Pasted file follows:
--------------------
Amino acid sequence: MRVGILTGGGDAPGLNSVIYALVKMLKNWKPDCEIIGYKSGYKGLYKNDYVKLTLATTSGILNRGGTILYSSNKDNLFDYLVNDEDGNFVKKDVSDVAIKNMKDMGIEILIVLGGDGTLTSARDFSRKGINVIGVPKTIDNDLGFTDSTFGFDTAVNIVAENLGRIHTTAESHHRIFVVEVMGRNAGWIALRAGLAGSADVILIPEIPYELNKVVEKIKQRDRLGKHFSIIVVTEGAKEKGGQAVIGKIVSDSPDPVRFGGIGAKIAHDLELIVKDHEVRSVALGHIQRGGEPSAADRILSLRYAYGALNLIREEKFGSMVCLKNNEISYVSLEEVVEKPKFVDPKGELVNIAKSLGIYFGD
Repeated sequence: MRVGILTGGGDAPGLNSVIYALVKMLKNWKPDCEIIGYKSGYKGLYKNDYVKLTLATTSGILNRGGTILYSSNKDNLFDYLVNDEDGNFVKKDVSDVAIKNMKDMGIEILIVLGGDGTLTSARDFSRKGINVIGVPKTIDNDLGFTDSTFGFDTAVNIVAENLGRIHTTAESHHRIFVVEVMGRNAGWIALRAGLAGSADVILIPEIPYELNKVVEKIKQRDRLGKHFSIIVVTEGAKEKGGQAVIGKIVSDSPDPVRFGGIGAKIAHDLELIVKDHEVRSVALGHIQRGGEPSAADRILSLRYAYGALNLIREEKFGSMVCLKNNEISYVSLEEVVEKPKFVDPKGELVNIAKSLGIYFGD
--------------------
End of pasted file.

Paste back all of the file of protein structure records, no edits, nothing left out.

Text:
Amino acid sequence: MRVGILTGGGDAPGLNSVIYALVKMLKNWKPDCEIIGYKSGYKGLYKNDYVKLTLATTSGILNRGGTILYSSNKDNLFDYLVNDEDGNFVKKDVSDVAIKNMKDMGIEILIVLGGDGTLTSARDFSRKGINVIGVPKTIDNDLGFTDSTFGFDTAVNIVAENLGRIHTTAESHHRIFVVEVMGRNAGWIALRAGLAGSADVILIPEIPYELNKVVEKIKQRDRLGKHFSIIVVTEGAKEKGGQAVIGKIVSDSPDPVRFGGIGAKIAHDLELIVKDHEVRSVALGHIQRGGEPSAADRILSLRYAYGALNLIREEKFGSMVCLKNNEISYVSLEEVVEKPKFVDPKGELVNIAKSLGIYFGD
Repeated sequence: MRVGILTGGGDAPGLNSVIYALVKMLKNWKPDCEIIGYKSGYKGLYKNDYVKLTLATTSGILNRGGTILYSSNKDNLFDYLVNDEDGNFVKKDVSDVAIKNMKDMGIEILIVLGGDGTLTSARDFSRKGINVIGVPKTIDNDLGFTDSTFGFDTAVNIVAENLGRIHTTAESHHRIFVVEVMGRNAGWIALRAGLAGSADVILIPEIPYELNKVVEKIKQRDRLGKHFSIIVVTEGAKEKGGQAVIGKIVSDSPDPVRFGGIGAKIAHDLELIVKDHEVRSVALGHIQRGGEPSAADRILSLRYAYGALNLIREEKFGSMVCLKNNEISYVSLEEVVEKPKFVDPKGELVNIAKSLGIYFGD